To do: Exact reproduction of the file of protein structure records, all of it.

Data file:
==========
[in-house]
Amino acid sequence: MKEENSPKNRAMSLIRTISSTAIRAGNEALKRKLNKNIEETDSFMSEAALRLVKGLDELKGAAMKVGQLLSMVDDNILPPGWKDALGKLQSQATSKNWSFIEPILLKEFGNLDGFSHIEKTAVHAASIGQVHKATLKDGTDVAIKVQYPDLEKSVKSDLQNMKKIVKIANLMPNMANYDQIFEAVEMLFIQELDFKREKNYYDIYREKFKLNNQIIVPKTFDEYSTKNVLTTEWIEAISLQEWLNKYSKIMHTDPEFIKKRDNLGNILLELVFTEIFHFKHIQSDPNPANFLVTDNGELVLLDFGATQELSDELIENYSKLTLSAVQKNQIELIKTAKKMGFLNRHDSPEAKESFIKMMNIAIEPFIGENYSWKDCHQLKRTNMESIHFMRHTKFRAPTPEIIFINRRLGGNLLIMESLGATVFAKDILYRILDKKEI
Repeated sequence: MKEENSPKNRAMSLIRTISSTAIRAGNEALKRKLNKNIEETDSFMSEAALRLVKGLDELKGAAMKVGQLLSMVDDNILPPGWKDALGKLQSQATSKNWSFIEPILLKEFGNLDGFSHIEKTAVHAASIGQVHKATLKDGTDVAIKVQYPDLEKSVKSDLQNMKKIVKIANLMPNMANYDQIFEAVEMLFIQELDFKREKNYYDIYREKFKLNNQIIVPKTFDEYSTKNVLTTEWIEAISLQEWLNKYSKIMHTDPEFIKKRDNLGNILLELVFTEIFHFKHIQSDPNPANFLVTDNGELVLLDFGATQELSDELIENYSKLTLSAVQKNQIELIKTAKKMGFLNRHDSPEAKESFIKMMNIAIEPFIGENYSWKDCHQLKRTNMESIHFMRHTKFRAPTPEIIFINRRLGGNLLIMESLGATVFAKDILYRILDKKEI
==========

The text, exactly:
[in-house]
Amino acid sequence: MKEENSPKNRAMSLIRTISSTAIRAGNEALKRKLNKNIEETDSFMSEAALRLVKGLDELKGAAMKVGQLLSMVDDNILPPGWKDALGKLQSQATSKNWSFIEPILLKEFGNLDGFSHIEKTAVHAASIGQVHKATLKDGTDVAIKVQYPDLEKSVKSDLQNMKKIVKIANLMPNMANYDQIFEAVEMLFIQELDFKREKNYYDIYREKFKLNNQIIVPKTFDEYSTKNVLTTEWIEAISLQEWLNKYSKIMHTDPEFIKKRDNLGNILLELVFTEIFHFKHIQSDPNPANFLVTDNGELVLLDFGATQELSDELIENYSKLTLSAVQKNQIELIKTAKKMGFLNRHDSPEAKESFIKMMNIAIEPFIGENYSWKDCHQLKRTNMESIHFMRHTKFRAPTPEIIFINRRLGGNLLIMESLGATVFAKDILYRILDKKEI
Repeated sequence: MKEENSPKNRAMSLIRTISSTAIRAGNEALKRKLNKNIEETDSFMSEAALRLVKGLDELKGAAMKVGQLLSMVDDNILPPGWKDALGKLQSQATSKNWSFIEPILLKEFGNLDGFSHIEKTAVHAASIGQVHKATLKDGTDVAIKVQYPDLEKSVKSDLQNMKKIVKIANLMPNMANYDQIFEAVEMLFIQELDFKREKNYYDIYREKFKLNNQIIVPKTFDEYSTKNVLTTEWIEAISLQEWLNKYSKIMHTDPEFIKKRDNLGNILLELVFTEIFHFKHIQSDPNPANFLVTDNGELVLLDFGATQELSDELIENYSKLTLSAVQKNQIELIKTAKKMGFLNRHDSPEAKESFIKMMNIAIEPFIGENYSWKDCHQLKRTNMESIHFMRHTKFRAPTPEIIFINRRLGGNLLIMESLGATVFAKDILYRILDKKEI